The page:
- The Washington Times - Thursday, March 8, 2018


Rep. John Delaney, founder of the A.I. Caucus, wrote earlier this year of the need for Congress to get serious about artificial intelligence and take “proactive” steps to ensure this fast-moving industry is “good for working people, good for businesses and good for our economy,” he said.

He might have added that A.I. is good for lawmakers looking for the next lucrative investment, too.

Delaney, a Democrat, co-founded the bipartisan A.I. Caucus in May of 2017 with Republican Rep. Pete Olson to examine the “potential economic, social and ethical implications of artificial intelligence.” Shortly after, Democrat Reps. Jared Polis, Derek Kilmer, Anna Eshoo, Andre Carson, and Debbie Dingell joined the group.

The social welfare mission of the A.I. Caucus sounds worthwhile, at least on surface. But the lawmaking powers of its members mean they’re also well-positioned to push policy that fills their own pockets.

So do their campaign finance records.

According to the Center for Responsive Politics’ OpenSecrets.org site: Polis received a total of $73,250 from the Foundry Group between 2007 and 2018, with $10,800 coming between 2017-2018 alone; and $5,400 from the Secure World Foundation and $2,700 from Alphabet Inc. in the 2017-2018 cycle. The Foundry Group is a venture capital firm that makes investments in technology, and was recently listed by CB Insights as an investor in the AI-fueled travel app Pana and as a backer of the AI-powered music writing startup, Amper.

Secure World Foundation, meanwhile, is a nonprofit dedicated to regulating outer space in order to ensure its sustainability for future generations — a group that is only likely to grow in influence as the global race for AI dominance, satellite control and technology expands and heats.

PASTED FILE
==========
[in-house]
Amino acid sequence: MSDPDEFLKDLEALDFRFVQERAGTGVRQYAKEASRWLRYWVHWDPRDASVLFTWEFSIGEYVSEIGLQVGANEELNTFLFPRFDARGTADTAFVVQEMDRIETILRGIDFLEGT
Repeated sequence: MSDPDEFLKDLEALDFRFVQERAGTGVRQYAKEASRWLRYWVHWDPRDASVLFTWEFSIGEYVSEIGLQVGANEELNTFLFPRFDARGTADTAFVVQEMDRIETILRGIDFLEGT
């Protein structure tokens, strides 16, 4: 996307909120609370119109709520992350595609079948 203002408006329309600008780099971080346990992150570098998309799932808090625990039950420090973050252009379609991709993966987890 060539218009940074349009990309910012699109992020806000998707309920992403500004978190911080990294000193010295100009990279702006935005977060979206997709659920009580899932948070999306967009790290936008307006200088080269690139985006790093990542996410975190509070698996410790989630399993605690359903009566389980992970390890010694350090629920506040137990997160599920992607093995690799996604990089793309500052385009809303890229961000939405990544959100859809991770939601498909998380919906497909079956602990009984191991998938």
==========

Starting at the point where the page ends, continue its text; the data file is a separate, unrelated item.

And Alphabet? Alphabet’s the parent company of Google, a leading player in the quest for AI creation.

Kilmer, meanwhile, received between 2017 and 2018 a total of $19,200 from Microsoft and $10,500 from Boeing — two companies that sent representatives to the National Business Aviation Association in Las Vegas in October 2017 to outline their respective artificial intelligence pursuits, and two companies that continue to be major players in the AI development game.

Dingell received $15,200 from Boeing as well, during the 2017-2018 campaign cycle.

Delaney has announced he’s running for president in 2020 and therefore, won’t be affiliated with the AI Caucus much longer. But his career rack of $70,600 from JPMorgan Chase & Co., received between 2011 and 2018, is notable. JPMorgan is a growing player in the A.I. world.

JPMorgan takes AI use to the next level,” blasted on Business Insider headline in August 2017.

JPMorgan Taps AI Startup to Help Traders Predict Market Moves,” blared a Bloomberg one a couple months later.

Delaney’s also been a leading voice behind the Future of A.I. Act and its call to create a 19-member advisory committee within the Department of Commerce – one surefire step toward putting the feds at the helm of steering the direction of technology development. Is this a fox in charge of a henhouse?

Sen. Maria Cantwell, the key Democratic sponsor of this bill, has received a career total of $388,689 in donations from Microsoft and $147,809 from Boeing between 1991 and 2018.

Something to think about.

Scientists, researchers, government folk, private company officials, ethics and privacy watchdogs, and other interested pertinent parties have been debating for years the pros and cons of policy-makers shaping A.I. rules and of politicians taking the regulatory reins in this ever-changing technology world.

But before jumping on the regulatory bandwagon, it’s a good idea to know who stands to gain. Not all the watchdogs who say they’re in it for the little people come conflict-of-interest free.

Cheryl Chumley can be reached at [email protected] or on Twitter, @ckchumley.

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